The Secret Horsepower Race - WW2 Aero Engines in detail

The Secret Horsepower Race - WW2 Aero Engines in detail

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Discussion

Eric Mc

114,593 posts

229 months

Wednesday 18th November 2020
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I've had a book called "Night Fighter" since I was about ten. It tells the story of night fighter ace John "Bob" Braham. He flew Blenheims, Beaufighters and Mosquitoes. It was because of that book that I built my first Airfix Beaufighter (even if it was the wrong version).






Krupp88

364 posts

91 months

Wednesday 18th November 2020
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Ayahuasca said:
The dastardly German’s 20mm cannon was an advantage over the Spit’s .303 guns. Fuel injection vs carb was another.
The German 20mm cannon also had a interesting range of ammunition (not all of which were available at the time of the BoB, being used with the MK151/20 rather than the MK FF):

Armoured Piercing (AP),
Incendiary AP, basically a very hot AP round, denoted by 'Ph' stencilled on the round,
'Mine' High Explosive, yellow with a stencilled 'M'
Explosive incendiary , blue
Explosive incendiary with a form of hydrostatic fuse designed only to explode on impact with fuel tanks.

Rather thoughtfully some of these could be fitted with a form of self destruct if they missed the target.

Yertis

16,054 posts

230 months

Wednesday 18th November 2020
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Simpo Two said:
You might like 'Pursuit Through Darkened Skies' by Michael Allen DFC. That documents the Intruder raids, ie where they flew over Germany during Allied raids, homing in on the radars of the defending German night fighters. Quite different from the home front.
Thanks Simpo – sounds good, I'll track that down, also Eric's 'Night Fighter' book.

'Cover of Darkness' by Roderick Chisholm is another 'night-fighter' autobiography you may have read, and yet another is 'Night Intruder' by Jeremy Howard-Williams, principally concerned with flying over France in Havocs etc by the Fighter Development Unit.

Edited to add that I see Tony Spooner wrote a biography about Bob Braham, and his son has also written a book about his father.



Edited by Yertis on Wednesday 18th November 19:21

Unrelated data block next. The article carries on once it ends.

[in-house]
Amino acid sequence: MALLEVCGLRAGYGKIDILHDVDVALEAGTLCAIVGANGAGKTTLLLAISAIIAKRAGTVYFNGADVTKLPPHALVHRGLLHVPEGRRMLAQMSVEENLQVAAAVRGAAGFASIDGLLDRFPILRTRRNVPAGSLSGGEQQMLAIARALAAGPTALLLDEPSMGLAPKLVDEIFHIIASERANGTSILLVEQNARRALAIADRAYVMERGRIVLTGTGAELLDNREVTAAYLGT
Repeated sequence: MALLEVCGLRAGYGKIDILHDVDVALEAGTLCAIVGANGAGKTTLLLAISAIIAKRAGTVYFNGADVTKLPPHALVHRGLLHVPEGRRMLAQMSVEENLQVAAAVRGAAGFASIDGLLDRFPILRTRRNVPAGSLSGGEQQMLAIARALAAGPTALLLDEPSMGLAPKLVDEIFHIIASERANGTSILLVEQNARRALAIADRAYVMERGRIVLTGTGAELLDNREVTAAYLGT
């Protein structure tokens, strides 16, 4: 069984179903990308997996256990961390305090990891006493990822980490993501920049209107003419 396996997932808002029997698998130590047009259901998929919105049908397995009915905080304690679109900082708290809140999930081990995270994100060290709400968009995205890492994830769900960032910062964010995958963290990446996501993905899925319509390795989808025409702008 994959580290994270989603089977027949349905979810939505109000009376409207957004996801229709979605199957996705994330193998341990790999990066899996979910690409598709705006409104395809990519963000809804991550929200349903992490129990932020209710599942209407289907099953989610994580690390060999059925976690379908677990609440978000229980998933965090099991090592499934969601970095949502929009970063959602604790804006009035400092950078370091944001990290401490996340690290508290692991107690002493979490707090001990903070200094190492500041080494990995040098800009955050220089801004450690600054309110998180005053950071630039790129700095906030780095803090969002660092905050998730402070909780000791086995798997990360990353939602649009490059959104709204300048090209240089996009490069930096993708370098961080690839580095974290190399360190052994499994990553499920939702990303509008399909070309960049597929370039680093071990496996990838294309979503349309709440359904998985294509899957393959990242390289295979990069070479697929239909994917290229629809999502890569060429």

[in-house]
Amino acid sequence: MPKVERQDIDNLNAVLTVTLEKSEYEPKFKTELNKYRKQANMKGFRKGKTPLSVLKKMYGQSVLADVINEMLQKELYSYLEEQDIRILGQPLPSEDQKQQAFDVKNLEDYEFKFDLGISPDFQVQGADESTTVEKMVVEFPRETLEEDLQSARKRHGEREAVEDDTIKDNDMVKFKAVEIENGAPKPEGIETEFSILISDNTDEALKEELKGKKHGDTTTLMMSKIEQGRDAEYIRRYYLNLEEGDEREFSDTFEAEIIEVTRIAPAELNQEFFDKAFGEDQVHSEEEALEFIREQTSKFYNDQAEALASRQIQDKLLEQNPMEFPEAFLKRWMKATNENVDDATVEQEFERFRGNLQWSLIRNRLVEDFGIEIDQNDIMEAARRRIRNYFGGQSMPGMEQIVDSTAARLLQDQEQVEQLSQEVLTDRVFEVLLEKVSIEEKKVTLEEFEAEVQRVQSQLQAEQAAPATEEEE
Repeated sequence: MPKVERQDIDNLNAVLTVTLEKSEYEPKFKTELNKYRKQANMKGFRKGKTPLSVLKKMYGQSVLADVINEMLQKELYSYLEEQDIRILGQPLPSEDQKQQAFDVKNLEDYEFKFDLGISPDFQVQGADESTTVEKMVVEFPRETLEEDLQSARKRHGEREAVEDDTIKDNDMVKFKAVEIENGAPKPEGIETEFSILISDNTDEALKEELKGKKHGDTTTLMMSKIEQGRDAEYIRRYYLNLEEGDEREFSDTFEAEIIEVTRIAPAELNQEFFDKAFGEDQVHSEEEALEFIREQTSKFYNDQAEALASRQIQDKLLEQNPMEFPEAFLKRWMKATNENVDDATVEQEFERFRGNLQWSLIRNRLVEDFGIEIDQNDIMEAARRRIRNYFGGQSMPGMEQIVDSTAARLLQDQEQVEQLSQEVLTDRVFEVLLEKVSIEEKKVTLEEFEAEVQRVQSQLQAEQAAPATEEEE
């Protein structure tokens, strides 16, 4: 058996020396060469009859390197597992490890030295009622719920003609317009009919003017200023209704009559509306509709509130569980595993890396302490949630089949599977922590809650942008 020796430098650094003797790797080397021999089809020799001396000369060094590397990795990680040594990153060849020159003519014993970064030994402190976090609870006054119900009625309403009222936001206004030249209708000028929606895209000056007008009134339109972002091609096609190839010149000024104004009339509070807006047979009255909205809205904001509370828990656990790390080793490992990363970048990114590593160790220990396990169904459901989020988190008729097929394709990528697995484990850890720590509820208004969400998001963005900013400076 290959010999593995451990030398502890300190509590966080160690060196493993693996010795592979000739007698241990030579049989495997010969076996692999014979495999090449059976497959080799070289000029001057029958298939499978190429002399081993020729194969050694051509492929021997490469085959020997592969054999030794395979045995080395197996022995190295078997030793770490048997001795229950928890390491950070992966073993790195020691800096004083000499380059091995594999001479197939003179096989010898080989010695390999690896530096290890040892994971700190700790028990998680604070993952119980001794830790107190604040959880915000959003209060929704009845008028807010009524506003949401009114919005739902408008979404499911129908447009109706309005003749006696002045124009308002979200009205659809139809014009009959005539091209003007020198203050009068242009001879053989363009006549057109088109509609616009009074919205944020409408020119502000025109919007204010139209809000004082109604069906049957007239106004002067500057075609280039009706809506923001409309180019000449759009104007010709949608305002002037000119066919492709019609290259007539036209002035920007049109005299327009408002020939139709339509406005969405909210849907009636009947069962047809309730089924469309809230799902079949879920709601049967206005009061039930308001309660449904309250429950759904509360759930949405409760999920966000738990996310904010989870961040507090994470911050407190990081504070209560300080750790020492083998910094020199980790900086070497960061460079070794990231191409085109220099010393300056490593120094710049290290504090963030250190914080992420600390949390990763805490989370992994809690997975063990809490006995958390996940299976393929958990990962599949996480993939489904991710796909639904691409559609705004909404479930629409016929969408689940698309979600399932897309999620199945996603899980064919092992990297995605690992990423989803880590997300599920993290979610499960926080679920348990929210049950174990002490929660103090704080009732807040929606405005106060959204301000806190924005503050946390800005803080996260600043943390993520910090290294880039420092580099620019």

aeropilot

23,747 posts

191 months

Wednesday 18th November 2020
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Yertis said:
Simpo Two said:
You might like 'Pursuit Through Darkened Skies' by Michael Allen DFC. That documents the Intruder raids, ie where they flew over Germany during Allied raids, homing in on the radars of the defending German night fighters. Quite different from the home front.
Thanks Simpo – sounds good, I'll track that down, also Eric's 'Night Fighter' book.
Seconded about reading the book 'Night Fighter' by C.F. Rawnsley & Robert Wright.
I first read that in the early 70's aged about 9 or 10.......I think it was the first WW2 autobiographical book about WW2 I ever read. Re-read about 15 years later to better understand it.
I followed it by then reading 'Dual Under The Stars' by Wilhelm Johnen, which was a similar autobiographical account of a night fighter pilot, but from the Luftwaffe side, which I also re-read again many years later.



Mark V GTD

674 posts

88 months

Saturday 21st November 2020
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Penguinracer said:
To me the Griffon 101 & 130 were peak piston.
Maybe so and it would have been a potent machine in service - but I cant help but think about a pair of Merlin 130/131's and that beautiful de Havilland they were bolted to.....

Simpo Two

74,852 posts

229 months

Saturday 21st November 2020
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aeropilot said:
I followed it by then reading 'Dual Under The Stars' by Wilhelm Johnen, which was a similar autobiographical account of a night fighter pilot, but from the Luftwaffe side, which I also re-read again many years later.